The history of the last quarter century’s fiscal and monetary policies mainly consists of treating symptoms, and less so the underlying causes of economic imbalances. If we look at the world’s financial mechanisms, we can see that they are built to avoid situations that can trigger a crisis, but lack the courage to implement real corrective measures. These could be painful, and would expose fundamental weaknesses that are less due to market conditions than significant political “manipulation” of the economy. Some of the main problems have been populist overspending, too much government involvement in the economy and excessive intervention in markets and business.
The recent increase in oil prices could be a real threat to growth. Cheap energy is a good economic driver. The rise might have initially been welcomed as boosting inflation, a sign expected by central bankers, but the increase in costs creates a braking effect. OPEC was aware of this phenomenon and decided to increase output to stabilize prices. The White House also strongly urged such action. It is concerned about the adverse impact of higher energy prices on a fragile world economy (and not only in the context of its new sanctions on Iran).
For a long time, a big problem has been protectionism. The public was not too aware of this issue until President Donald Trump, in his usual very direct way, started to retaliate against unfair practices by a number of U.S. trade partners, especially China. However, even Western blocs, including the U.S. and even more so the European Union, are not innocent. Protectionist policies have not only used tariffs as political tools, but also introduced quotas, regulatory barriers, product specifications, foreign-exchange policies, subsidies and investment restrictions. They put up layers of bureaucratic red tape and numerous other obstacles.
The U.S.’s current retaliation has certainly not created the problem, but it could trigger a crisis. It may be necessary to introduce a long overdue open debate, with the objective of freeing trade from these restrictions. Unfortunately, protectionism under the pretext of shielding consumers or securing jobs is popular, and therefore a valuable tool for populist politics. Such measures are applied – to the detriment of prosperity – in authoritarian countries and in democracies alike.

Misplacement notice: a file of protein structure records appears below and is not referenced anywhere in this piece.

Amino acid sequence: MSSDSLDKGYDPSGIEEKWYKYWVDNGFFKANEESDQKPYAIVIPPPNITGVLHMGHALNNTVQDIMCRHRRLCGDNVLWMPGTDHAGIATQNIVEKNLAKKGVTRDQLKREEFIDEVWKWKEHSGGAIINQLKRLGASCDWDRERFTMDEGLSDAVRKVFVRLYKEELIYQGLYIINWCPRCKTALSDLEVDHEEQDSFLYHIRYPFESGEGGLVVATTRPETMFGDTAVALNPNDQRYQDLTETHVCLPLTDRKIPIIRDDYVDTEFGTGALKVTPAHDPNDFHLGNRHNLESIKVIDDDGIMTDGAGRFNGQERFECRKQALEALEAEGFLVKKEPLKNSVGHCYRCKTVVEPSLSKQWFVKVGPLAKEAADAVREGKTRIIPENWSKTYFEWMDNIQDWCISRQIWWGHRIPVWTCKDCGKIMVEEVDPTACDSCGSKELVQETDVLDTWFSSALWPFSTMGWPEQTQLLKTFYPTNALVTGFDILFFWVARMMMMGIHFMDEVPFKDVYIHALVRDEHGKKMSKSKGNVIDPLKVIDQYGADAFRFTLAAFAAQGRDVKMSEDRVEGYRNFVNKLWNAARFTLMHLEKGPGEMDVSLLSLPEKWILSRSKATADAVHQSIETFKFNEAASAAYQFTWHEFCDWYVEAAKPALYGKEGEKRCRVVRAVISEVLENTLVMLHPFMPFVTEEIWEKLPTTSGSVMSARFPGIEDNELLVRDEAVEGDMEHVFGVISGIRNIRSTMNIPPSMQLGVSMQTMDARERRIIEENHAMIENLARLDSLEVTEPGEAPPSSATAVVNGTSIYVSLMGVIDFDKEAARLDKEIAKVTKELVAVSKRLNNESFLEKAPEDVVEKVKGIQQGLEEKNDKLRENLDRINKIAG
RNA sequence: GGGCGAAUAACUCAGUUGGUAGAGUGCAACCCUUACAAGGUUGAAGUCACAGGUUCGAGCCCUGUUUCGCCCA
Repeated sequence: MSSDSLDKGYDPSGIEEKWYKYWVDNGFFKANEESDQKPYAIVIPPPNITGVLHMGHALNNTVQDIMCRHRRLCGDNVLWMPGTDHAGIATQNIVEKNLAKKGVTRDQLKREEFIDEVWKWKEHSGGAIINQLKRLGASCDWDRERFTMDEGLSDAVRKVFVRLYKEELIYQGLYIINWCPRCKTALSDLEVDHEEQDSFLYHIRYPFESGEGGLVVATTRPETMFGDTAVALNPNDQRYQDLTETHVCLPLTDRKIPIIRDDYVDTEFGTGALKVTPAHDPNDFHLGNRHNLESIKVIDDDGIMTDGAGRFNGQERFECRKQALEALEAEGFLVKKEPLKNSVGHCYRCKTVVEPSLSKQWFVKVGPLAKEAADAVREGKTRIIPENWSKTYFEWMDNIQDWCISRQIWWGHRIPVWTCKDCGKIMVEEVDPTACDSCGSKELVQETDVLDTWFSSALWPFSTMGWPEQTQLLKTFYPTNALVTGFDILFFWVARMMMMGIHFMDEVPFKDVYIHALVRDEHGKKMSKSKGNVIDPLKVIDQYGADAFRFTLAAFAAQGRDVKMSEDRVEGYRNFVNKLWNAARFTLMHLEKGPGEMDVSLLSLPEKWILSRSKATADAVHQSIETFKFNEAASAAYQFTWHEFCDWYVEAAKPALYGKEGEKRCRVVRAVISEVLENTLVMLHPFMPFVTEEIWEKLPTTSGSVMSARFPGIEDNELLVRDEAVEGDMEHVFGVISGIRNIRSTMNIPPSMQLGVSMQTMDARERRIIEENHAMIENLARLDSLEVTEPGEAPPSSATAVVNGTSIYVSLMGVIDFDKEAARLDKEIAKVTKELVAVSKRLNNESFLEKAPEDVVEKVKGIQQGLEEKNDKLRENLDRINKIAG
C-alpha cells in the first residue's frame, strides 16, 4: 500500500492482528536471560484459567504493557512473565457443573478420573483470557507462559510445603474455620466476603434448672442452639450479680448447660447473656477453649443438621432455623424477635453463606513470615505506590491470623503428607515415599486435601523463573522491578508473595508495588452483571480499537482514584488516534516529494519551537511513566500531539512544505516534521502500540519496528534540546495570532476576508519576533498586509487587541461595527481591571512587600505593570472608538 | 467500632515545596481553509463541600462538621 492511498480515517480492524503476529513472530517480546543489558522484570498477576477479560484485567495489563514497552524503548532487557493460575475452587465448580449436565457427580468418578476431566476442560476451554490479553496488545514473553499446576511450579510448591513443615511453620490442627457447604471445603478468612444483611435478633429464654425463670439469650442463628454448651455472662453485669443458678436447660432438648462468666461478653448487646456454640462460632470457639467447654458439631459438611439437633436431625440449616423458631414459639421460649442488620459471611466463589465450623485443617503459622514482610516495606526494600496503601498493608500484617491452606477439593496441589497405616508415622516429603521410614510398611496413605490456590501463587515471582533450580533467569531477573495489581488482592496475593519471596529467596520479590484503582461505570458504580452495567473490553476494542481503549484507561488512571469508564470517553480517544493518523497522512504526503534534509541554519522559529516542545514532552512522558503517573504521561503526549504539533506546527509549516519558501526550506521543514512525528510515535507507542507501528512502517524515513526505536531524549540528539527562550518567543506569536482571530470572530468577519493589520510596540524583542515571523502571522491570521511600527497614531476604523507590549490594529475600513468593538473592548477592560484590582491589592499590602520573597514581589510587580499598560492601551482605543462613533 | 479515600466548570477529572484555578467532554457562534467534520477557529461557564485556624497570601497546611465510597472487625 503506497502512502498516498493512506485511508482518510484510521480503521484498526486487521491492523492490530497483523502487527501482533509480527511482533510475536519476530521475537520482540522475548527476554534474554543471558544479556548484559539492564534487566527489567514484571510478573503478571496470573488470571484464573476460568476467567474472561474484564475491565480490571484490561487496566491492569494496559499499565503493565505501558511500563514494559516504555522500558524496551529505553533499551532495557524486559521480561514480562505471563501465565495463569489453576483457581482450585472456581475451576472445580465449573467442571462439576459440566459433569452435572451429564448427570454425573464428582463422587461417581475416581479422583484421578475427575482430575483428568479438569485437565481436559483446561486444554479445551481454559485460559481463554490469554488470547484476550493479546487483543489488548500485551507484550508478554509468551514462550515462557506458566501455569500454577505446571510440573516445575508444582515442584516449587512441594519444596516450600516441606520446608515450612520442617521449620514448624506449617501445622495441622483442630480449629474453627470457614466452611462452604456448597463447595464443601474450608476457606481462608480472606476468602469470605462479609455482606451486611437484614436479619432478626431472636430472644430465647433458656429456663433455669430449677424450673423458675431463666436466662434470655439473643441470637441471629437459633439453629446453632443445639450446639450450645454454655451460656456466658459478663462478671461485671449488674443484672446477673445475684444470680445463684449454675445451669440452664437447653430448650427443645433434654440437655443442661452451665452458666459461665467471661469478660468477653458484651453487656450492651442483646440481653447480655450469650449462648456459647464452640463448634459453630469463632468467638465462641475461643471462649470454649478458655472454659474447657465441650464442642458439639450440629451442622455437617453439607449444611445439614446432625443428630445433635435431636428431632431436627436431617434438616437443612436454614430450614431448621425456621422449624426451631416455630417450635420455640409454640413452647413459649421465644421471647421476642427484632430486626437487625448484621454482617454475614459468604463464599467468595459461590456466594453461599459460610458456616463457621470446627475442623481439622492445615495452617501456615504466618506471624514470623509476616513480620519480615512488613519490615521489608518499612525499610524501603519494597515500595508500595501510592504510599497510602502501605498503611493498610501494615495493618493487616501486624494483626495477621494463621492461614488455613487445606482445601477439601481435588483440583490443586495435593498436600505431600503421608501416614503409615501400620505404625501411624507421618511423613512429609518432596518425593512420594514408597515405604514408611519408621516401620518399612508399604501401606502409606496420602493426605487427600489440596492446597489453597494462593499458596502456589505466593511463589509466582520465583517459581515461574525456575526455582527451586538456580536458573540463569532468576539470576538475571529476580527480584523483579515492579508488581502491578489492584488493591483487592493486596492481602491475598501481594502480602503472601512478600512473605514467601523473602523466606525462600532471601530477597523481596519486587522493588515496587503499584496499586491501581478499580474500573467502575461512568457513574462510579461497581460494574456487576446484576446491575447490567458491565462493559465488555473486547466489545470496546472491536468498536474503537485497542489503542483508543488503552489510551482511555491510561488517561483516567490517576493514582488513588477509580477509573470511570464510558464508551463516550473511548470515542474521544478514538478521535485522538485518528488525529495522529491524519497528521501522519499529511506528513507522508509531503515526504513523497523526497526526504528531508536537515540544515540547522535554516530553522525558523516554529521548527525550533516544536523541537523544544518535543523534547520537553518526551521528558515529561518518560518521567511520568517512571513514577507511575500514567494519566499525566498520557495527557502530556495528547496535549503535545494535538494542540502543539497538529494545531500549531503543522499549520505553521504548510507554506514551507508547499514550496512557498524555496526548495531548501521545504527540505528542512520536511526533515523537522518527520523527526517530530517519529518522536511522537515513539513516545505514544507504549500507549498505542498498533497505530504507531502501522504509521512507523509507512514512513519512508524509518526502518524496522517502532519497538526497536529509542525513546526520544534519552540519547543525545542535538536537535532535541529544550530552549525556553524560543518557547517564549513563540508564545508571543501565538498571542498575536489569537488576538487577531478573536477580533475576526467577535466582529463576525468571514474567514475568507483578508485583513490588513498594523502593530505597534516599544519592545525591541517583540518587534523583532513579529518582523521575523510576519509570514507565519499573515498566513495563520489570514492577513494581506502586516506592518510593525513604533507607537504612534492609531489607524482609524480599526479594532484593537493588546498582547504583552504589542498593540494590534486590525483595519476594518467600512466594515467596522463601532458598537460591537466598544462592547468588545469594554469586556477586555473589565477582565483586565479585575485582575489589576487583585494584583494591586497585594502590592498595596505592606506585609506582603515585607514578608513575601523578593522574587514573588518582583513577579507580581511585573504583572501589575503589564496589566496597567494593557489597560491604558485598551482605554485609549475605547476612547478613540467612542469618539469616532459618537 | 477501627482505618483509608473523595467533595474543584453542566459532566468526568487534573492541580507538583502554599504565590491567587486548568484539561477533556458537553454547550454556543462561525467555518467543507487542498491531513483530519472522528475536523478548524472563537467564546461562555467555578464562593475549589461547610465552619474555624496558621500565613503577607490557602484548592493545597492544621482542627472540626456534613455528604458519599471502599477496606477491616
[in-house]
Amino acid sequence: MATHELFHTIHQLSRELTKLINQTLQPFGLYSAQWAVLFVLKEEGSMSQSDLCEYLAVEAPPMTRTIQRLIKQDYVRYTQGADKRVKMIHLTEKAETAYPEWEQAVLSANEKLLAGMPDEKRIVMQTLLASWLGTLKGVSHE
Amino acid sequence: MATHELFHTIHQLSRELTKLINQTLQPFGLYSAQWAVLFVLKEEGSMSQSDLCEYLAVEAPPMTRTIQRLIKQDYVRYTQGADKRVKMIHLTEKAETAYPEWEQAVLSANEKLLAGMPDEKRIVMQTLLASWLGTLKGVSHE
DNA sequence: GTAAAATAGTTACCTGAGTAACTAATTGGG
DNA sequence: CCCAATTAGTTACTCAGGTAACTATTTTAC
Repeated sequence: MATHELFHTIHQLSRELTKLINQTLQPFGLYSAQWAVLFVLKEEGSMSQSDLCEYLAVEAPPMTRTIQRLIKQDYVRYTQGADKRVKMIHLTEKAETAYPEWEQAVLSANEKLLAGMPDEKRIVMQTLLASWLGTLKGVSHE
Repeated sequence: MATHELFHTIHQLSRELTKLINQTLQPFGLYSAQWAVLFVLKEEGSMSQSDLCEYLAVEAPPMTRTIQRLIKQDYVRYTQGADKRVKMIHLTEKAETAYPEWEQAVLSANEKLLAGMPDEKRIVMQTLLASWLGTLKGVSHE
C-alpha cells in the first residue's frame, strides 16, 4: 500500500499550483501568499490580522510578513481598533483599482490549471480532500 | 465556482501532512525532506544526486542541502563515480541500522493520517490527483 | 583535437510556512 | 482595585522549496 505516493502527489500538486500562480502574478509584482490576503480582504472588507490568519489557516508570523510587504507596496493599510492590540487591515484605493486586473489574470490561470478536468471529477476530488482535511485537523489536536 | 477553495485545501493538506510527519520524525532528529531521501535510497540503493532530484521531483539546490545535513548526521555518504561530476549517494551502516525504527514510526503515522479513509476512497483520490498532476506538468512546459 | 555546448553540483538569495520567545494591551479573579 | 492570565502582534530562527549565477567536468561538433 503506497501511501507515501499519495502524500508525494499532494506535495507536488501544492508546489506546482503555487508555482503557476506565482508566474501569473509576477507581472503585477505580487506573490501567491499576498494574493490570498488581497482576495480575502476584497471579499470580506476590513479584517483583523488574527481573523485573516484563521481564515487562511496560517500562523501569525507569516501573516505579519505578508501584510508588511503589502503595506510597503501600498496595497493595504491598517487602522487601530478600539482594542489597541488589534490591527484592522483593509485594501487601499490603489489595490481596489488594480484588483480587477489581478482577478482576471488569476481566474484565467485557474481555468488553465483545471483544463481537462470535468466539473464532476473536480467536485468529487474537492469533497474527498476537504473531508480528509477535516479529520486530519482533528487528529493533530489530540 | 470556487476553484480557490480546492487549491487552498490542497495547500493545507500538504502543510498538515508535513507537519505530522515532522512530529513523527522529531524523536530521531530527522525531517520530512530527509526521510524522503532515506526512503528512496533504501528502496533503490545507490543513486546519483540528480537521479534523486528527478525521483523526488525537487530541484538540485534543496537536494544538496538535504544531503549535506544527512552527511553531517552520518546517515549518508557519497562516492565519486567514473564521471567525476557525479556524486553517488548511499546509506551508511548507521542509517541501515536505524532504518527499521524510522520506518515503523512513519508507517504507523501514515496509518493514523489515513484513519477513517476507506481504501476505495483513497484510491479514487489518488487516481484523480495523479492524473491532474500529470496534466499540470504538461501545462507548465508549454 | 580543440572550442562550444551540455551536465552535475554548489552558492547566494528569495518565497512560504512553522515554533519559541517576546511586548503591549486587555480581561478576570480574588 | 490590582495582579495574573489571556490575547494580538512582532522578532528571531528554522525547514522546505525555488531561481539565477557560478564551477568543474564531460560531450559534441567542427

A combination of rising energy prices, trade restrictions and slowing growth in certain countries (especially China), are adverse indicators for the world economy. The staggering debt of both governments and households allow little margin for additional consumption. Due to quantitative easing and low interest rates, central banks will not have room to head off a strong recession. We have to recognize that already, central banks’ balance sheets are overextended.
And although we should also not overestimate them, political misjudgments and crises are adding to the problem. We need not panic, but it is time to make a cautious, critical assessment and not be misguided by false hope.
It is time that the real causes are treated, and not just the symptoms.
*GIS is a global intelligence service providing independent, analytical, fact-based reports from a team of experts around the world. We also provide bespoke geopolitical consultancy services to businesses to support their international investment decisions. Our clients have access to expert insights in the fields of geopolitics, economics, defense, security and energy. Our experts provide scenarios on significant geopolitical events and trends. They use their knowledge to analyze the big picture and provide valuable recommendations of what is likely to happen next, in a way which informs long-term decision-making. Our experts play active roles in top universities, think-tanks, intelligence services, business and as government advisors. They have a unique blend of backgrounds and experience to deliver the narrative and understanding of global developments. They will help you develop a complete understanding of international affairs because they identify the key players, their motivations and what really matters in a changing world. Our experts examine the challenges and opportunities in economies old and new, identify emerging politicians and analyze and appraise new threats in a fast-changing world. They offer new ideas, fresh perspectives and rigorous study.
Karl-Peter Schwarz im Interview mit dem Britischen Historiker Timothy Garton Ash. Aufgenommen im Zuge der 14. Gottfried-von-Haberler Konferenz 2018 in Vaduz (FL)*
Englische Zusammenfassung seines Vortrags “Is a Spectre still haunting Central Europe?”
In central Europe we are witnessing a dramatic reaction against nearly 30 years of transformation, liberalisation, Europeanisation and globalisation. Populist parties in Hungary and Poland appeal to traditional notions of national community and sovereignty, yet also have economic policies more usually seen on the left. Some of their electorate comes from the left. They also claim to speak for democracy against liberalism.
What went wrong? How far does what is happening in central European politics now (including the Alternative für Deutschland) reflect unresolved traumas of four decades of Soviet communist rule? How far of an insufficiently addressed past, and how far of the cost of transformation? Was there any better way to dismantle the Marxist-Leninist legacy? Has the impact of the European Union amounted to ‘undemocratic liberalism’, as some critics suggest?
Drawing on four decades of writing about central Europe, Timothy Garton Ash will reflect on these and other questions.
*Timothy Garton Ash held his talk at the 14th International Gottfried von Haberler Conference which took place on May 25, 2018 in Vaduz, at University of Liechtenstein. Topic: “Karl Marx: Born 1818 and Still Going Strong?” – German: “Karl Marx: Mythos und Realität”. The event was organized and hosted by ECAEF – European Center of Austrian Economics Foundation.”